- I have not entered the C-suite or started my own business, but I have a rewarding career that provides generously for my family and allows me the flexibility to actually spend time with them on a more-than-regular basis.
- While my husband and I may not paw at each other like love-sick teenagers anymore, we have a bond that survived pre-eclampsia, 35 days in the NICU, a breast cancer scare and ensuing surgery, sickle cell diagnosis and ensuing hospitalizations. He is my rock and beneath the dark circles and sleepless nights (from crying babies rather than romantic interludes), a passion still smolders - hot enough to last an eternity.

I am a good mother. A good friend. Good daughter. Good sister. Good wife. Good leader. Good person.

Definitely not perfect - and maybe not the best - but I'm good at what I do, and happy with who I am.

As I look back over the past year, I realize that God is using my children to ground me. Pull me out of the insanity of perfectionism to realize that life is made to be lived and truly enjoyed. It's not about being organized or being right, but being loved. Being happy. Taking advantage of all the blessings you've been given and enjoying the journey as much as the destination.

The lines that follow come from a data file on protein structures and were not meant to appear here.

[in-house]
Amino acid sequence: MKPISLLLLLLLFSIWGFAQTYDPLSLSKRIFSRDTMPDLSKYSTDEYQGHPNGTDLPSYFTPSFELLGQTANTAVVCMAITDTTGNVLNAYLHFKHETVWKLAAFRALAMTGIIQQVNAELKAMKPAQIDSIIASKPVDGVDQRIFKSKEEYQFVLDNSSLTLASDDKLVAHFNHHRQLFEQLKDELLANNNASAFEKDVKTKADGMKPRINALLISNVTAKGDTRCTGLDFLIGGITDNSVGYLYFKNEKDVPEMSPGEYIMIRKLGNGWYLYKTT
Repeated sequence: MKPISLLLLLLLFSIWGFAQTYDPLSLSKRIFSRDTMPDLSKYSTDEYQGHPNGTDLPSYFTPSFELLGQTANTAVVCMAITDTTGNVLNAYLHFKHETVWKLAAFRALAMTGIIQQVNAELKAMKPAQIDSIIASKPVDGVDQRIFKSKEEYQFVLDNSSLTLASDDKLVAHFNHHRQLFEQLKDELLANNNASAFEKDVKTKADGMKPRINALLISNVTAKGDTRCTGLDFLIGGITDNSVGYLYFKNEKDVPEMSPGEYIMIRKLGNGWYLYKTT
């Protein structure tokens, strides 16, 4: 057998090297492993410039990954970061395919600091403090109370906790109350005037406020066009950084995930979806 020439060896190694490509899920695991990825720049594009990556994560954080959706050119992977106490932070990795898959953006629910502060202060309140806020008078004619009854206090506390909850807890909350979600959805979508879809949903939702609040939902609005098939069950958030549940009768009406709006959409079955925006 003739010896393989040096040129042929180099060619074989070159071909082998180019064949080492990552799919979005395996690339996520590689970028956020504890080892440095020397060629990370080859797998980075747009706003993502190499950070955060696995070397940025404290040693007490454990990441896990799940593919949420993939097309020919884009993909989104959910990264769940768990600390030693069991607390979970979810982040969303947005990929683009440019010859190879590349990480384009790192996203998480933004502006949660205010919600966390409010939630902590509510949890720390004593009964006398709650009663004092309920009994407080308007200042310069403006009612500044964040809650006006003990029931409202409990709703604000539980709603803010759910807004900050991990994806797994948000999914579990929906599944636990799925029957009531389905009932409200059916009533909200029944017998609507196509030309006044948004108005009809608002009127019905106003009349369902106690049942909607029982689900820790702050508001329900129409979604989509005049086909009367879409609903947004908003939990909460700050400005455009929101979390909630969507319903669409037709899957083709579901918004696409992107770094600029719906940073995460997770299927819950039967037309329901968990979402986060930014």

This year, I hope to do more and plan less. Feel more and worry less. Love more and fret less. Laugh more and cry less. Do more of what I want and less of what I should. Play more and clean up less. Be more and do less.

I am another year older. Feeling a bit wiser. And ready for the adventure that lies ahead.


So, we leave the hospital on Sunday and, in addition to a little parting gift in the form of a wicked sore throat, I left with what I thought was a dose of perspective. My kids may drive me crazy, but they are everything to me. After seeing my baby in pain surely I could put up with the whining and crying and general busy-ness that comes with being a mom with a smile on my face, a song in my heart and patience to rival that of the Dalai Lama.

Yeah right.

The tickle in my throat turned into a burning pain so severe that I couldn't even swallow water much less any food for 48 hours. Victor left the hospital well hydrated and out of pain, but with a nasty case of thrush from the mega-dose of antibiotics they gave him after he spiked a fever on Friday night. Apparently I am the source of the majority of Angel's tantrums because he went from being a perfect little angel for 4 days to hell-on-wheels by Tuesday morning. At bedtime tonight, he duly informed me that, "I don't want you. I want Daddy." So, I went to BJs at 9pm to finish the grocery shopping I didn't get to over the weekend.